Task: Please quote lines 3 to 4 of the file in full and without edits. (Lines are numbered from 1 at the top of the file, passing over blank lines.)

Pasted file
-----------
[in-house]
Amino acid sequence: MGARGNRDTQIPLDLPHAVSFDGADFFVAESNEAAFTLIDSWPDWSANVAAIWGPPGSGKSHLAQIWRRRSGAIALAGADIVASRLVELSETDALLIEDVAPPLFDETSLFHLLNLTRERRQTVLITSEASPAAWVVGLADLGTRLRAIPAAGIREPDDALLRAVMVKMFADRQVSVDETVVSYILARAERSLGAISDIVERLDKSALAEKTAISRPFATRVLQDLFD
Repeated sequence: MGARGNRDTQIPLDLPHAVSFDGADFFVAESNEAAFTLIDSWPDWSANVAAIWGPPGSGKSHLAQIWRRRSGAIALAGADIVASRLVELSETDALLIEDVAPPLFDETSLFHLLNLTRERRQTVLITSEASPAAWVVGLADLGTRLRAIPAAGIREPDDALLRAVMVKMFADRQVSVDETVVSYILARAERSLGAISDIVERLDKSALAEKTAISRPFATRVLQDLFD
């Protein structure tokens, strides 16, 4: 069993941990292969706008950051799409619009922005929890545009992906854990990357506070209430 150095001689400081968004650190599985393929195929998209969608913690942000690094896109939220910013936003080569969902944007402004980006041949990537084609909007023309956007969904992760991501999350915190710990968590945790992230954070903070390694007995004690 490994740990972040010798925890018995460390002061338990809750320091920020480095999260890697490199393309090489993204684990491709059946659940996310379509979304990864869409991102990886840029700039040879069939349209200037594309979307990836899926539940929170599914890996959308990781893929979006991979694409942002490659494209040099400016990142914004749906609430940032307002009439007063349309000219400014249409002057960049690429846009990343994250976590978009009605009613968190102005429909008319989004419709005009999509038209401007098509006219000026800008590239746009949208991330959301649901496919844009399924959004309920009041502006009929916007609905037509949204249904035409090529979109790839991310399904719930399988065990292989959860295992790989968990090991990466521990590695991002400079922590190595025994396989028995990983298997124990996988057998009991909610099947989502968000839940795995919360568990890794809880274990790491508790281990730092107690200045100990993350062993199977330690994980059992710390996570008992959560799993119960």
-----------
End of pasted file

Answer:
Repeated sequence: MGARGNRDTQIPLDLPHAVSFDGADFFVAESNEAAFTLIDSWPDWSANVAAIWGPPGSGKSHLAQIWRRRSGAIALAGADIVASRLVELSETDALLIEDVAPPLFDETSLFHLLNLTRERRQTVLITSEASPAAWVVGLADLGTRLRAIPAAGIREPDDALLRAVMVKMFADRQVSVDETVVSYILARAERSLGAISDIVERLDKSALAEKTAISRPFATRVLQDLFD
């Protein structure tokens, strides 16, 4: 069993941990292969706008950051799409619009922005929890545009992906854990990357506070209430 150095001689400081968004650190599985393929195929998209969608913690942000690094896109939220910013936003080569969902944007402004980006041949990537084609909007023309956007969904992760991501999350915190710990968590945790992230954070903070390694007995004690 490994740990972040010798925890018995460390002061338990809750320091920020480095999260890697490199393309090489993204684990491709059946659940996310379509979304990864869409991102990886840029700039040879069939349209200037594309979307990836899926539940929170599914890996959308990781893929979006991979694409942002490659494209040099400016990142914004749906609430940032307002009439007063349309000219400014249409002057960049690429846009990343994250976590978009009605009613968190102005429909008319989004419709005009999509038209401007098509006219000026800008590239746009949208991330959301649901496919844009399924959004309920009041502006009929916007609905037509949204249904035409090529979109790839991310399904719930399988065990292989959860295992790989968990090991990466521990590695991002400079922590190595025994396989028995990983298997124990996988057998009991909610099947989502968000839940795995919360568990890794809880274990790491508790281990730092107690200045100990993350062993199977330690994980059992710390996570008992959560799993119960």